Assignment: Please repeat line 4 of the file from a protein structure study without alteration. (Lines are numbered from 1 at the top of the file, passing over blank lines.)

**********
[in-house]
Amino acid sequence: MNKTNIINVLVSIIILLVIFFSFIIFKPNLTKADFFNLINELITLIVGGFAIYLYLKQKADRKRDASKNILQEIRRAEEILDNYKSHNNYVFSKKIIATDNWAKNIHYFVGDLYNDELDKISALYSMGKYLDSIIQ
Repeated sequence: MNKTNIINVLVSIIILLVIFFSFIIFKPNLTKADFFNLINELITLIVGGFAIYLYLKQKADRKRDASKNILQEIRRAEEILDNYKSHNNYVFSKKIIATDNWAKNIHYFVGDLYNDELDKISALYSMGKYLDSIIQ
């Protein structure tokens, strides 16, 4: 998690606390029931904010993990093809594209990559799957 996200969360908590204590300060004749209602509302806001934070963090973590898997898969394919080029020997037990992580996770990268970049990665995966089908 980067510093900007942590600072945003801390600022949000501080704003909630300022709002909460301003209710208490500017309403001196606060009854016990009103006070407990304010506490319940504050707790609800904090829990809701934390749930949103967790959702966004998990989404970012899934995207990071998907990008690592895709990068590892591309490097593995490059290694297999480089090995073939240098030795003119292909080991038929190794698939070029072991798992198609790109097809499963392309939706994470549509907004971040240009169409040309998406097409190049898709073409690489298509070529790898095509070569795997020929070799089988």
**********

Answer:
């Protein structure tokens, strides 16, 4: 998690606390029931904010993990093809594209990559799957 996200969360908590204590300060004749209602509302806001934070963090973590898997898969394919080029020997037990992580996770990268970049990665995966089908 980067510093900007942590600072945003801390600022949000501080704003909630300022709002909460301003209710208490500017309403001196606060009854016990009103006070407990304010506490319940504050707790609800904090829990809701934390749930949103967790959702966004998990989404970012899934995207990071998907990008690592895709990068590892591309490097593995490059290694297999480089090995073939240098030795003119292909080991038929190794698939070029072991798992198609790109097809499963392309939706994470549509907004971040240009169409040309998406097409190049898709073409690489298509070529790898095509070569795997020929070799089988």